Money can either be a god we worship or a tool with which we worship God. When money reigns supreme in our lives we miss out on the fullness of God. By giving generously, however, we learn to enjoy God for all that he’s worth. Don’t let money take from you that which only God can give you. Jesus has secured for you everything you need before God. Give yourself room to experience more of that by becoming a generous giver!
Encouragement. It’s something we all crave. We all want to be told when we’ve done something well, that our efforts made a difference or that our circumstances will improve. A few thoughtful words can improve our outlook, the right words bring lasting change.
Known Challenges & Temporary Disappointment
A few weeks ago I had the privilege of hosting a weekend conference with Living Hope Church. The conference was just a short 24 hours. It started Friday night and ended Saturday night, but it required some significant work. We had about a dozen volunteers contribute several hours worth of free labor.
By the date of the conference two of our volunteers were unable to participate in the event they worked so hard at. Their babies were due that weekend. They couldn’t justify leaving town when their wives could go into labor at any minute. Both men were disappointed, but knew they needed to put their wives first.
At the end of the event I publicly recognized everyone who helped with the conference. I intentionally explained that some of the volunteers didn’t even get to enjoy the fruits of their labor. It was a comment I thought would go unnoticed, but it didn’t.
Unseen Treasures & Eternal Encouragement
Shortly after the event was over a gentleman that I didn’t know pulled me aside. He told me to inform the two volunteers who weren’t able to attend that he was praying that God would give them extra treasures in heaven. His response caught me off guard, but it also gave me great joy!
This guy didn’t offer some hallow, half-hearted consolation such as “I’m sorry they couldn’t make it.” He was genuinely interested in their well-being. He knew that missing out on the reward of there efforts that weekend didn’t mean they had to miss out on their reward at all.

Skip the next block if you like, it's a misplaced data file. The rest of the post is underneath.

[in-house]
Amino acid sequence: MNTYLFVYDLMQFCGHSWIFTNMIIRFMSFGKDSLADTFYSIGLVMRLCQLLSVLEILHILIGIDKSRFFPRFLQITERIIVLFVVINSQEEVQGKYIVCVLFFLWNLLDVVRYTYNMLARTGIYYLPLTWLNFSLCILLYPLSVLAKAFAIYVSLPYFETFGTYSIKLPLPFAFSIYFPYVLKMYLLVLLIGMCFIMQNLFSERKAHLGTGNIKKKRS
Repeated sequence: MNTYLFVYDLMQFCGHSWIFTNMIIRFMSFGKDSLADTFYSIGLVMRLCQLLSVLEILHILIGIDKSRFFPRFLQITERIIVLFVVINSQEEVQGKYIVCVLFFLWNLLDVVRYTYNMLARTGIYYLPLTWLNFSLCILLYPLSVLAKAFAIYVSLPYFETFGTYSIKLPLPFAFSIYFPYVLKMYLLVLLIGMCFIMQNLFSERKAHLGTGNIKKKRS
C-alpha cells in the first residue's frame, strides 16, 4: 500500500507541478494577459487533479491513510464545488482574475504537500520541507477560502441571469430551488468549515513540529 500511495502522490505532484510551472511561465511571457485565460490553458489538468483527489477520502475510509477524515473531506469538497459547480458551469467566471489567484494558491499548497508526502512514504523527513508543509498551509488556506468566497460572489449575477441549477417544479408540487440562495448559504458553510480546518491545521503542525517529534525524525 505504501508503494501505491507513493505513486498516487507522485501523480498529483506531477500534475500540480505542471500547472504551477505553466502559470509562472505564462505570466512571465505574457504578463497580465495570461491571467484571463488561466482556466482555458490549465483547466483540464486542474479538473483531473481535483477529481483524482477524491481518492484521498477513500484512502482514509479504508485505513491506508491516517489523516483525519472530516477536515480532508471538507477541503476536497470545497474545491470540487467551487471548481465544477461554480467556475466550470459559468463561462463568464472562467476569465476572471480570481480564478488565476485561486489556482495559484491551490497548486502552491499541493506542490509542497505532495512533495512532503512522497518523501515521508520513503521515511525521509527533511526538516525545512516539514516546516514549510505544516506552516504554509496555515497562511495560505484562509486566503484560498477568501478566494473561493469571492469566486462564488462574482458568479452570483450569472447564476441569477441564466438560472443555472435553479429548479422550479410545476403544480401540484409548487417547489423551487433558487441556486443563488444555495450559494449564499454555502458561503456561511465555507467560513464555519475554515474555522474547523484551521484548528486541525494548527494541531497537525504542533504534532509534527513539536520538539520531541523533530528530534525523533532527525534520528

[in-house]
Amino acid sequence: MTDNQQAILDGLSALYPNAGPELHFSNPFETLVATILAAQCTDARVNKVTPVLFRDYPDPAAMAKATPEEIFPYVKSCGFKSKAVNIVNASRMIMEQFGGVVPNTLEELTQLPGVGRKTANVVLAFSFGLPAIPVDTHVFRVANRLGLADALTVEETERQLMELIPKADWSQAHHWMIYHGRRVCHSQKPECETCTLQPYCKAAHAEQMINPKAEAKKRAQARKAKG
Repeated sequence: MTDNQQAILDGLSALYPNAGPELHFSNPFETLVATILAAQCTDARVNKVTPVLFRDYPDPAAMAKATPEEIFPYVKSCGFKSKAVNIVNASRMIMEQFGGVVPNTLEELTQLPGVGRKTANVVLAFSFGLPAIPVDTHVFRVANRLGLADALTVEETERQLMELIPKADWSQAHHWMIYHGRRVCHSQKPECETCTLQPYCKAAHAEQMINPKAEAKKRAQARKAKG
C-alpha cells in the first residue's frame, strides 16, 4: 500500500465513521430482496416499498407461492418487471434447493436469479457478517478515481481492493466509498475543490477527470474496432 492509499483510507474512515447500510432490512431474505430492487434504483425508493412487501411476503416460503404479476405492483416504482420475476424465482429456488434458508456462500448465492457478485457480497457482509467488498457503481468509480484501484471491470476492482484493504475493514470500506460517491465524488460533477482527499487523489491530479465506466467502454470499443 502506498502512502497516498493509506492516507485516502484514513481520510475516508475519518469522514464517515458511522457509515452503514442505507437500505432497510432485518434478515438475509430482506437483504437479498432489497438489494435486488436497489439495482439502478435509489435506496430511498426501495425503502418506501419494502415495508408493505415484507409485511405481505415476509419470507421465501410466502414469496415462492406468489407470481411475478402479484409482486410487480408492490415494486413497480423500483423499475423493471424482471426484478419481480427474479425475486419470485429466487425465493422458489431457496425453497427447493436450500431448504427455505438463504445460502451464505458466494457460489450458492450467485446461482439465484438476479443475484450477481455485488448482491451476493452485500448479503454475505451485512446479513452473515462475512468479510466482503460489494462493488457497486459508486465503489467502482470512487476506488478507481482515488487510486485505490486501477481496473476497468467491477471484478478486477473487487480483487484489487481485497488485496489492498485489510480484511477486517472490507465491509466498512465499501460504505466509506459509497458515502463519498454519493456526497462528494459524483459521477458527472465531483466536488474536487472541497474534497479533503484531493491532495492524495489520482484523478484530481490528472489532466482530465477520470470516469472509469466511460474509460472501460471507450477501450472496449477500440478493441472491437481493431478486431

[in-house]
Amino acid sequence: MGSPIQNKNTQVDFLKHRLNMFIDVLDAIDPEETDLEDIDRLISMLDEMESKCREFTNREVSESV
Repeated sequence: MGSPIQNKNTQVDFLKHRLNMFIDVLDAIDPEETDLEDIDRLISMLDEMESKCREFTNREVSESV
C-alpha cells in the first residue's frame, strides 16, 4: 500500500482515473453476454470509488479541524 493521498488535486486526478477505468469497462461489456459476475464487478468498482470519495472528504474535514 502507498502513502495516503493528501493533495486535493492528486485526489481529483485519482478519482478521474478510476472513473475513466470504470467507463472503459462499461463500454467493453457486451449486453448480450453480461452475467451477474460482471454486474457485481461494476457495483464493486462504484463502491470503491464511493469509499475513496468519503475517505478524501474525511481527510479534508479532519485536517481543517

By keeping an eternal perspective, this man was able to offer encouragement that surpasses any encouragement I’ve ever heard before. He understood that there is more to life than meets the eye, that this world is not all there is and that those who believe in Jesus Christ will spend eternity in a place far better. His encouragement was so life-giving because he focused on the unseen treasures that last for eternity, rather than the temporary pleasures that fade with time.
Life is hard. Disappointments are frequent. Setbacks occur regularly. Next time a friend, family member or co-worker needs an uplifting word, choose to offer encouragement that will last. Give them a deeper experience of Jesus by reminding them that in Christ believers have treasure in heaven that will never spoil or fade!
“This light momentary affliction is preparing for us an eternal weight of glory beyond all comparison, as we look not to the things that are unseen. For the things that are seen are temporary, but the things that are unseen are eternal.” 2 Corinthians 4:17-18
We’ve all been there. Early mornings, long days and late nights trying to fulfill all of our obligations. Work, family, school, bills, entertainment, volunteer work, exercise, hobbies, managing a social life and keeping up on social media, all while trying to pursue our ever elusive dreams.
It’s not uncommon for American’s to work 50-60 hours a week, to sleep less than six, to fill our weekends with sporting events and social gatherings, then to spend Sunday evening frantically trying to squeeze every ounce of joy out of life before having to do it all over again on Monday. It doesn’t take long for the American Dream to become the American Nightmare.